James Franco's To Make 'The Disaster Artist,' A Memoir About Your Favorite Worst Movie Ever

LOS ANGELES, CA - JANUARY 30: Actor James Franco poses in the press room during the 17th Annual Screen Actors Guild Awards held at The Shrine Auditorium on January 30, 2011 in Los Angeles, California. (Photo by Jason Merritt/Getty Images)
Source: Jason Merritt/Getty Images Entertainment/Getty Images

What's the actor-cum-writer-cum-philosophizing auteur doing next? James Franco's production company, Rabbit Bandini Productions, just acquired the rights to a book about The Roomand they're going to make a movie about the making of the so-awful-it's-amazing modern cult classic. For those of you unfamiliar with The Room, it's Tommy Wiseau's 2003 anti-masterpiece; it holds an important place in many folks' hearts as the worst movie ever made. Franco's not one to shy away from satire and all things meta (I'm still laughing from his self-mocking performance in This Is The End), so this seems like a perfect project for him!

Last fall, Simon and Schuster published The Disaster Artist: My Life Inside The Room, The Greatest Bad Movie Ever Made by actor Greg Sestero with journalist Tom Bissell. It chronicles every step of making of the horrific movie, and I don't know about ya'll, but I love a good movie about making something awful. (Anybody remember MTV's original mockumentary 2Ge+ther back in 2000, and the blissful parody of all things boy band, "U+Me=Us?" That holds a special place in my heart.) Franco's slated to direct and co-produce this movie alongside Vince Jolivette, and Ryan Moody is set to write the script. Rabbit Bandini Productions will be teaming up with Seth Rogen and Evan Goldberg's company, Point Grey Productions, and when Franco and Rogen get together, things get good

The actor has obviously had his heart set on this project for some time; he reviewed the book for Vice back in December, in which he compared Wiseau to Norma Desmond from Sunset Boulevard, in that "on the surface [he] is a driven madman who wills a movie into being because he knows he will never be accepted by the Hollywood establishment otherwise. This surface-level is wacky because he has a whole set of beliefs, sayings, and behaviors that don’t match up with accepted modes of socializing." But he went on in the review to discuss the pathos behind Wiseau:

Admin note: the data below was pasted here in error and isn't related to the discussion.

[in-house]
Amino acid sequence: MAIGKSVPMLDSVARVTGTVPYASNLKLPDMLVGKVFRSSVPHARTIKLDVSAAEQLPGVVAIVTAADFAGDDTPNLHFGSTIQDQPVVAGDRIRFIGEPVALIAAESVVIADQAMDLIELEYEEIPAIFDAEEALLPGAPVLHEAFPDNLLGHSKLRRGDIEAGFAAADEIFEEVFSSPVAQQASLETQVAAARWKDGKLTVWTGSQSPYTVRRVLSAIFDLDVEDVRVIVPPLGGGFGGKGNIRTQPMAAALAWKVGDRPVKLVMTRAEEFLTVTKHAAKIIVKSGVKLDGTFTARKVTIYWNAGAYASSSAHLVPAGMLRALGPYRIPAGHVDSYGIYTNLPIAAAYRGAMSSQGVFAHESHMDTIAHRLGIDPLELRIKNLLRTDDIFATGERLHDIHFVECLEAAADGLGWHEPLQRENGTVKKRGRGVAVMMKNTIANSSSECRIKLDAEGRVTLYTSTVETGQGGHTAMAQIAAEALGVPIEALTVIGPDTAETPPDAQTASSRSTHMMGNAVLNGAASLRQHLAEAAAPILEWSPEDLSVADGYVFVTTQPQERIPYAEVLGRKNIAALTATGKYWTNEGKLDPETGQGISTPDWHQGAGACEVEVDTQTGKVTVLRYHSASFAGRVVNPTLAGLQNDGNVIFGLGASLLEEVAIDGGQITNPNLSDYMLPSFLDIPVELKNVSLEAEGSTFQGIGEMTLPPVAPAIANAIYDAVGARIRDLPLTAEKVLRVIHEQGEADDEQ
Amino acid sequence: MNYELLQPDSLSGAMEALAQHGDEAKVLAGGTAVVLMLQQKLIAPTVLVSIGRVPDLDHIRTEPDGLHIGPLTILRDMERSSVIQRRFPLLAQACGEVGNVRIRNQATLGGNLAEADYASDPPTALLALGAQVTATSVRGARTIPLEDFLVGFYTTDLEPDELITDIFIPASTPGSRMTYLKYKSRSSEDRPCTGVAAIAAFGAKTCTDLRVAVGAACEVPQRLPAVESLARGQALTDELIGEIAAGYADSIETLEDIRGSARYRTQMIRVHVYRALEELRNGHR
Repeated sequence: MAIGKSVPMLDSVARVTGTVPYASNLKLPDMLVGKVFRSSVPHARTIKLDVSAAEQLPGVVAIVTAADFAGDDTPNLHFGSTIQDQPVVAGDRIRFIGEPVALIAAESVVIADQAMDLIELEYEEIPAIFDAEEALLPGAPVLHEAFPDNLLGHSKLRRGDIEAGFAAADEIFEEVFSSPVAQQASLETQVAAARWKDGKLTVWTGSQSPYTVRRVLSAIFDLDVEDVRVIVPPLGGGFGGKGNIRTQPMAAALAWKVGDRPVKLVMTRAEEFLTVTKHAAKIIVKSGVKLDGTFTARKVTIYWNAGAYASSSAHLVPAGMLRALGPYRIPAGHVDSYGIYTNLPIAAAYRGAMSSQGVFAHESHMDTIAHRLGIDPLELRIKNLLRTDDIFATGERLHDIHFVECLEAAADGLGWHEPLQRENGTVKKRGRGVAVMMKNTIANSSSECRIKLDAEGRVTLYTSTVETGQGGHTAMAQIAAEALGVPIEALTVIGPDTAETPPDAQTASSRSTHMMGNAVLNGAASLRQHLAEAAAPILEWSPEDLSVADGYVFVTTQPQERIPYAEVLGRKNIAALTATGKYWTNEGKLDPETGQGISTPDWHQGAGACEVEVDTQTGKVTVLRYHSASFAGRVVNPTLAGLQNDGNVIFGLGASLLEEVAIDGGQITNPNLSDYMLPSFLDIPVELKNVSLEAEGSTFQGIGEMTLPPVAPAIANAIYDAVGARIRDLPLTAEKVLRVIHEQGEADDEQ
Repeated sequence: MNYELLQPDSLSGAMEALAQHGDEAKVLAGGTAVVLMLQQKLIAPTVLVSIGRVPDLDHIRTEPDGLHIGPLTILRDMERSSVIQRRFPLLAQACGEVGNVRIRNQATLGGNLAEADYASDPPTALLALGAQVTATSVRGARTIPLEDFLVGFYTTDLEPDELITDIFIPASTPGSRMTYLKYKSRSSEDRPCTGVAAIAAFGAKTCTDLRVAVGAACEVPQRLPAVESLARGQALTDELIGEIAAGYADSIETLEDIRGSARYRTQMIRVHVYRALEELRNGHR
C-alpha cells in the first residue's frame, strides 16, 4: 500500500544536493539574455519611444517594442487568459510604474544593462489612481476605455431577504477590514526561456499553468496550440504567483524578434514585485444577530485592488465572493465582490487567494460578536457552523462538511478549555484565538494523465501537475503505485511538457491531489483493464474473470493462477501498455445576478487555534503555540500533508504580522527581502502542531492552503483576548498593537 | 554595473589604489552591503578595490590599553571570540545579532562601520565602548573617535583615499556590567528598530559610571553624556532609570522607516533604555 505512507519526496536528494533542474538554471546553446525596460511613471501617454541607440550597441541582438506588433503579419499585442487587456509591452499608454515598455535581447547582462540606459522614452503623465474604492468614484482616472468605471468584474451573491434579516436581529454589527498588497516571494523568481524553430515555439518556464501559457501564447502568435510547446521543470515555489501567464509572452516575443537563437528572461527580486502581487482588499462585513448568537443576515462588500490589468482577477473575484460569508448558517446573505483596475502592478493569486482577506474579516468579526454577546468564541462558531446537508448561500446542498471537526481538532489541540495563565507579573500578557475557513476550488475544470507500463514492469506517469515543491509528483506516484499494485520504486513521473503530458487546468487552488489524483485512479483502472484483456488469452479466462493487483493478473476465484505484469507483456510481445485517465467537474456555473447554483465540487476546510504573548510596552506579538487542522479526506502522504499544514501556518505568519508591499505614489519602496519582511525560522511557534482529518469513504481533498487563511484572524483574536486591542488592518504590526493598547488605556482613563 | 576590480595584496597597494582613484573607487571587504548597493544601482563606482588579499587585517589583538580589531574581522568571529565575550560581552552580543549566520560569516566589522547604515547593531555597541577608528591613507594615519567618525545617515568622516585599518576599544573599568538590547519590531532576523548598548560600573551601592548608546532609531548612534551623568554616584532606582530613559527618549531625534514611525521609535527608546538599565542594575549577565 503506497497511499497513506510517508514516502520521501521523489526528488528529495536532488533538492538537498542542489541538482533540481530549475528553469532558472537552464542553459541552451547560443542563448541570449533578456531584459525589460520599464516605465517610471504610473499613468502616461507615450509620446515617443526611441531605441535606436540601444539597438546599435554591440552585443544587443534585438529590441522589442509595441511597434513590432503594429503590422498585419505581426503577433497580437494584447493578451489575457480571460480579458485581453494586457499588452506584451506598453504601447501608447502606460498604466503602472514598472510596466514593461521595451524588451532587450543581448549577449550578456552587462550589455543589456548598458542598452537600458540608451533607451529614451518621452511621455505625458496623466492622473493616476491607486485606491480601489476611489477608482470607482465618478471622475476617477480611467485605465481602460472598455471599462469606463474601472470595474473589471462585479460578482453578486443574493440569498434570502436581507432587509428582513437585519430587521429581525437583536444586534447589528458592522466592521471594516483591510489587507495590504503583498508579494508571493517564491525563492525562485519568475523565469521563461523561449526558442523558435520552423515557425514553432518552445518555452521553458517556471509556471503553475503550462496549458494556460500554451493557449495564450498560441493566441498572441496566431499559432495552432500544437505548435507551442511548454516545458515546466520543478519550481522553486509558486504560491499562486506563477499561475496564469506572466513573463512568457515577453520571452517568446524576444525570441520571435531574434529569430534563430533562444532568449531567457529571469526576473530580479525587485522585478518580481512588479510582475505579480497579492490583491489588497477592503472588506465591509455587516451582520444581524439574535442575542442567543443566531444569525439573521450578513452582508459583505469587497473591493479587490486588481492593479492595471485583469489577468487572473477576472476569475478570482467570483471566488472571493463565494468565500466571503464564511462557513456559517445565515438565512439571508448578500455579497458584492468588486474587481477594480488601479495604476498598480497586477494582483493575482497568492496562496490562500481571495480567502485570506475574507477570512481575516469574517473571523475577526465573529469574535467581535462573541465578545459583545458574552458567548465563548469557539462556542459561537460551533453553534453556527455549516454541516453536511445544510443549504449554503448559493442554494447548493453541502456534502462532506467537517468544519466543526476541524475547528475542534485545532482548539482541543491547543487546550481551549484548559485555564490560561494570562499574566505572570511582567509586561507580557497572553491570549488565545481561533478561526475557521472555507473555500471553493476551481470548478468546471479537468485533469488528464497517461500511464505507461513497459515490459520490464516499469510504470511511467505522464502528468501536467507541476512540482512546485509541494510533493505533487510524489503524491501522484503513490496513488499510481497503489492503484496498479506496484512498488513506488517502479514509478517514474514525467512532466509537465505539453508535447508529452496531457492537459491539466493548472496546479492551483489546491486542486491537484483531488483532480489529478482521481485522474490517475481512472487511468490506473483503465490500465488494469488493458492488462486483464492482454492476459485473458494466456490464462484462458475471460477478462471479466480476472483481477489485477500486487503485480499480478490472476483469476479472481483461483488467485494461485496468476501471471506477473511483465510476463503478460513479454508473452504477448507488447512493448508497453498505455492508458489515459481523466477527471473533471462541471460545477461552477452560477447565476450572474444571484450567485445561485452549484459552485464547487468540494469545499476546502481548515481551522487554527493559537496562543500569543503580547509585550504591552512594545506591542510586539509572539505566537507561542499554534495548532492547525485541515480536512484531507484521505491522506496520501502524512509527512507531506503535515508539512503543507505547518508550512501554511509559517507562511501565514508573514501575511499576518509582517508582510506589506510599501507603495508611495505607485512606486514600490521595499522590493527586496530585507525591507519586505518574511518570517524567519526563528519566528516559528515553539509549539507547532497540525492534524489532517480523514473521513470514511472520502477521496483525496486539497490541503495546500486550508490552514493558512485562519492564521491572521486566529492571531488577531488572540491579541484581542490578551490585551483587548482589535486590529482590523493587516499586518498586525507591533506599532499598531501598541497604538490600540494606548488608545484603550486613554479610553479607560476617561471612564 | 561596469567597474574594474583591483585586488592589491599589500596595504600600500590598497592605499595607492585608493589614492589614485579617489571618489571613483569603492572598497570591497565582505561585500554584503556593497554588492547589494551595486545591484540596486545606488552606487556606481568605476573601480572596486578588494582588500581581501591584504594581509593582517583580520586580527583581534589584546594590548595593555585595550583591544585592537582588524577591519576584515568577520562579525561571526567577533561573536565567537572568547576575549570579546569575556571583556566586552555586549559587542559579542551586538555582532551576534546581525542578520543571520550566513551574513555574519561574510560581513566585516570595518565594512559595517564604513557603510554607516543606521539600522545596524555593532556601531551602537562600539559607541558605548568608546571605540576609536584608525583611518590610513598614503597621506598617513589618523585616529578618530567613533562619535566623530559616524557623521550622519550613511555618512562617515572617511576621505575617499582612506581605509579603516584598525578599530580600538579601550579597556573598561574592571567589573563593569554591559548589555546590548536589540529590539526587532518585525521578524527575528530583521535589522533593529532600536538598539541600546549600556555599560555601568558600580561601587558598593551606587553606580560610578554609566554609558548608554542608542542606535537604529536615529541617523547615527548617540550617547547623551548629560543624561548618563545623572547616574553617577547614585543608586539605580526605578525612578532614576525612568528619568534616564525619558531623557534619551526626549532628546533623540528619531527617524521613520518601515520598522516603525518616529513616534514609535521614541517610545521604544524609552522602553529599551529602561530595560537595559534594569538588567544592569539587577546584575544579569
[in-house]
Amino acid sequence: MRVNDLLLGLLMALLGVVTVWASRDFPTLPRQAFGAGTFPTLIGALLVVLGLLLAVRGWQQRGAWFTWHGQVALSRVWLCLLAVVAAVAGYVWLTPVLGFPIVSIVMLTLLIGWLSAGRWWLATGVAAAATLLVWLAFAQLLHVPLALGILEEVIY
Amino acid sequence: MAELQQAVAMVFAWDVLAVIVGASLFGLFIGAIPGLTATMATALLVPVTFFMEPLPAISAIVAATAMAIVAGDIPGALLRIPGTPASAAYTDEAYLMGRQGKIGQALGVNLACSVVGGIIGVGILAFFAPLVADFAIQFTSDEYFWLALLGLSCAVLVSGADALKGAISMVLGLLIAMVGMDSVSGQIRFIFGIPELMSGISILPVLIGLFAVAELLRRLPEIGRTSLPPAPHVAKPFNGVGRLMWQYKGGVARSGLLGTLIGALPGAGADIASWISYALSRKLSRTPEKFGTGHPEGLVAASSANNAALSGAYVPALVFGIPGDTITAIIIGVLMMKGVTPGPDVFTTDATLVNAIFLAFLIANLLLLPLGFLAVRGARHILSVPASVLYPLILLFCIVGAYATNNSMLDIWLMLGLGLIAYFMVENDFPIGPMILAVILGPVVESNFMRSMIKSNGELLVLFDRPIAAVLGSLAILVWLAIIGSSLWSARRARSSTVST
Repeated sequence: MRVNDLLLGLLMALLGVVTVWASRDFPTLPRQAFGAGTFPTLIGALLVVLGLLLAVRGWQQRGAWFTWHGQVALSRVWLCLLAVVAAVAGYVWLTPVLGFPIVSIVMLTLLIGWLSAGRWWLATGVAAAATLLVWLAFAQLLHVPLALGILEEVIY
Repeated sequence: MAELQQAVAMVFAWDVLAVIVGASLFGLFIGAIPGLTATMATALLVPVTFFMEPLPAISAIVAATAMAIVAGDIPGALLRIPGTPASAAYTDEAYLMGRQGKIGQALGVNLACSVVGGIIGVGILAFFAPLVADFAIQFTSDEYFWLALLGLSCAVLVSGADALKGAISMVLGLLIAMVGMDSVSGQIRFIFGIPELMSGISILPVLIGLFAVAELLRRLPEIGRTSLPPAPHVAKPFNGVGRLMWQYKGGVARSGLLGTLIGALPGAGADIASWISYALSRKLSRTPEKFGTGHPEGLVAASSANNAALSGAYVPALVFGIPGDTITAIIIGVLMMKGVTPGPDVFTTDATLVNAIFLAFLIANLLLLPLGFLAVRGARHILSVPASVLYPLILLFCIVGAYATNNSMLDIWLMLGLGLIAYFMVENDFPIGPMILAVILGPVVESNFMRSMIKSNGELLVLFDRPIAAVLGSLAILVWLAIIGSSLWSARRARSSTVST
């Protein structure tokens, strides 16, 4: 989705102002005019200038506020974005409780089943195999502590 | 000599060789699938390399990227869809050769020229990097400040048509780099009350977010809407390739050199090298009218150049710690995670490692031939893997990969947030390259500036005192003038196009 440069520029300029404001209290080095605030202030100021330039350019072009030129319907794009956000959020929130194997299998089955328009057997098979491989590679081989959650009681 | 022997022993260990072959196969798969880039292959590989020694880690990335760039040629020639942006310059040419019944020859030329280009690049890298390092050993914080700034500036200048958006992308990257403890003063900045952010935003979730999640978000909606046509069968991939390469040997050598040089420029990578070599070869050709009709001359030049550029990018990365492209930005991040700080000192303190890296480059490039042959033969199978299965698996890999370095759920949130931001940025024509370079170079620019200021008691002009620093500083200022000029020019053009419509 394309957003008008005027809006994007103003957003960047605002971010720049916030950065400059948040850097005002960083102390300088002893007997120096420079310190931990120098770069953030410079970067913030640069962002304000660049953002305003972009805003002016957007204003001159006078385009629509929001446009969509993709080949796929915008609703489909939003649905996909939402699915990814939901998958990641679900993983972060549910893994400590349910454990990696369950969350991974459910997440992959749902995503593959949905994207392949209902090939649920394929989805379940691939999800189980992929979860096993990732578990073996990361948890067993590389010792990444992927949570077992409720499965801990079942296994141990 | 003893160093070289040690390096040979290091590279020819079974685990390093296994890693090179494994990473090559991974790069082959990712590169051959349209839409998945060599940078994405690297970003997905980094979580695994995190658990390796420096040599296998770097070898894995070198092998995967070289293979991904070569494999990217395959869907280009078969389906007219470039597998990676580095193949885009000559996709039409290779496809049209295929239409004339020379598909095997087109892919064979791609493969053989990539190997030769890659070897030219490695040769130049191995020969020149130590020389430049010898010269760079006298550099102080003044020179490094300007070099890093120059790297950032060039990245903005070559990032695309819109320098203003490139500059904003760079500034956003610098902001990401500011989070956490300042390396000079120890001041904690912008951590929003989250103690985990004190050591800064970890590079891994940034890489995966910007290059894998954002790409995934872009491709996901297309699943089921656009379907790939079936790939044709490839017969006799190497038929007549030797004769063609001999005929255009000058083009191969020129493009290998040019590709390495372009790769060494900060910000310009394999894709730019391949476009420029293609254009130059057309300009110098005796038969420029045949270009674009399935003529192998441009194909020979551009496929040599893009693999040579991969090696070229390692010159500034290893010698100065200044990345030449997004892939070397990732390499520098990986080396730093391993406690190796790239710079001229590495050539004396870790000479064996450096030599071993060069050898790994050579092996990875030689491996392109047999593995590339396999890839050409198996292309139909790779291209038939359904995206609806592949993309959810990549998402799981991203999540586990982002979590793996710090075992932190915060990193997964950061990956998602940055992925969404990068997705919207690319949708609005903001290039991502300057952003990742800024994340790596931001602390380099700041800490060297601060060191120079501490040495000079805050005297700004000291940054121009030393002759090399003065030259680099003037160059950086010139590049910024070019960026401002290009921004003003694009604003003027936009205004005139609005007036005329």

This is the deeper level of Tommy: he is just a lonely little boy who wants love. He, like so many people with stars in their eyes, sees film not only as a medium of expression, but the gate to acceptance. It is the place where his work will find like-minded people who will learn to love him through his work, not only because of it. This is the hope of most artists, and the book turns Tommy’s sometimes ridiculous struggle into a paradigm for those wishing to be creative in a world where it is usually too hard to be.    

In even more exciting news, he just announced on Instagram that movie will star...THE FRANCO BROTHERS! AAGH! This is sure to (actually) be the best movie ever.

In case you have no clue what the hell The Room is and want to jump on board with elation, you should watch the full-length trailer of the original movie.

Image: Getty Images

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